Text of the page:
Last week, a Stanford University study came to the conclusion that there is little evidence of increased health benefits from organic foods versus their standard issue, non-organic counterparts. “There isn’t much difference between organic and conventional foods, if you’re an adult and making a decision based solely on your health,” said Dena Bravata, MD, MS, a senior associate with Stanford’s Center for Health Policy who helped lead the study comparing organic and conventional foods.
The study was fueled by the growing popularity of organic products – which by definition are produced without synthetic pesticides or chemical fertilizers and are not processed using irradiation, industrial solvents or chemical food additives. All that organic foods lack that differentiate them from conventional options they certainly reflect in price as they are, in all cases, more expensive than non-organic options, sometimes even costing twice as much.
While this study does indicate that there are no immediate health benefits from organic versus conventional foods, it also concludes that organic produce has a 30 percent lower risk of pesticide contamination than its conventional counterparts. Just because we don’t know the long-term health benefits or detriments of this difference, does not mean the point should be dismissed. Does the 30 percent pesticide difference add up over the course of years or over the course of a lifetime? Maybe it does. And maybe it doesn’t. But for the consumers in the “maybe it does” camp, paying higher prices for peace of mind is a reasonable trade-off.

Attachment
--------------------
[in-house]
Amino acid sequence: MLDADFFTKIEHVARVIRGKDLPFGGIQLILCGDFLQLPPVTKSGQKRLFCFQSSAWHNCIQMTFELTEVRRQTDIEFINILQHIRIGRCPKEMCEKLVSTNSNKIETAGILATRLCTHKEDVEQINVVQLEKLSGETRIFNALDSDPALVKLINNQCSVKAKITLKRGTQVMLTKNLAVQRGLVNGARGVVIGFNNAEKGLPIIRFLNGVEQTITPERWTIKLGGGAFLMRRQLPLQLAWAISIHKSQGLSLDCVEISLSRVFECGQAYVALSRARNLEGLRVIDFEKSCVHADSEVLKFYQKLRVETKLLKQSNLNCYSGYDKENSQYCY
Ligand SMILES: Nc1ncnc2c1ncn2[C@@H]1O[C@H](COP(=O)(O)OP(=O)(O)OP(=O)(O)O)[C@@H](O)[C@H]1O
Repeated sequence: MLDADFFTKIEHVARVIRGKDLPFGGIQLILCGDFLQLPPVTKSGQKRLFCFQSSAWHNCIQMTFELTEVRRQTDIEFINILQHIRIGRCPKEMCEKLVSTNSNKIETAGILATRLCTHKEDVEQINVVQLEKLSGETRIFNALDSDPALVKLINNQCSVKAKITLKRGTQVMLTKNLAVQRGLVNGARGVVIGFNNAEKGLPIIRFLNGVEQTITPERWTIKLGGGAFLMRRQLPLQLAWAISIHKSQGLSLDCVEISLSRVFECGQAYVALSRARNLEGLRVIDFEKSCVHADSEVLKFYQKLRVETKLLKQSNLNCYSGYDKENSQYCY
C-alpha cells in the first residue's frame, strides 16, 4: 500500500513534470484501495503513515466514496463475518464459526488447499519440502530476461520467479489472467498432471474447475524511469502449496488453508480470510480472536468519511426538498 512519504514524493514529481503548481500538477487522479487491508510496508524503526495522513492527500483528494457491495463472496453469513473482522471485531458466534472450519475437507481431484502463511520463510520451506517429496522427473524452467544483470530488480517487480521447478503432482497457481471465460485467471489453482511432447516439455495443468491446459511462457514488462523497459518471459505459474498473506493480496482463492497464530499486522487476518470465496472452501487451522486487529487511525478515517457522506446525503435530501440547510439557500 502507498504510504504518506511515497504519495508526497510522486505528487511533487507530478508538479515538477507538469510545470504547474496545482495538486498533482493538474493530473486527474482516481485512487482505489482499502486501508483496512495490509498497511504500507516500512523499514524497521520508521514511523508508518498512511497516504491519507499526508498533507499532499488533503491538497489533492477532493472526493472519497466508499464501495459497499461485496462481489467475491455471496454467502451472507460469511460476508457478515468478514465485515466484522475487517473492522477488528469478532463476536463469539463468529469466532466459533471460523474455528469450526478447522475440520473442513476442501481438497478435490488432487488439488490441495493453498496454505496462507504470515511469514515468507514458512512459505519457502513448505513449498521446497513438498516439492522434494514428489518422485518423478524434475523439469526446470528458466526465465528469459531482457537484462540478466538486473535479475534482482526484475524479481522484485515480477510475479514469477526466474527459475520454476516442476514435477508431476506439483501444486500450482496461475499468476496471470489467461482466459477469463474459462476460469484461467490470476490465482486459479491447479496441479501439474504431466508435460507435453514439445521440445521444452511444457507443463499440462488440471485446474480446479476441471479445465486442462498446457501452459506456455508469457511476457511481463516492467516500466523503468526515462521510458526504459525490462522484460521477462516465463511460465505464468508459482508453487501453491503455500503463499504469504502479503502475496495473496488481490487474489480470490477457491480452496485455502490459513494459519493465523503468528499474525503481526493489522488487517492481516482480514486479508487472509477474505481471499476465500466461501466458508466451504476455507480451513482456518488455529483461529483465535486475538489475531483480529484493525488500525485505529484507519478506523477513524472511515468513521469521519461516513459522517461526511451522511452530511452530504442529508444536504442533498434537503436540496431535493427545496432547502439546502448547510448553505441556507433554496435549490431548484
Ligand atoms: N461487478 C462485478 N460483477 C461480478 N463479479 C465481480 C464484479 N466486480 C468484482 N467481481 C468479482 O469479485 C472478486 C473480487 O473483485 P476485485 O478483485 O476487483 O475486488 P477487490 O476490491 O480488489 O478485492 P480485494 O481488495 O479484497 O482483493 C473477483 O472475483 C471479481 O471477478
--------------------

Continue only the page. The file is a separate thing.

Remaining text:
Let’s not forget that for many organic-seeking consumers the value isn’t placed on their health alone – but also on the health of animals and the environment. There are undeniable differences between the affects of organic versus conventional farming on the health of the world around us. So, although eating an organic apple versus a conventional apple may not be more nutritious for us, there are other health implications that hang in the balance.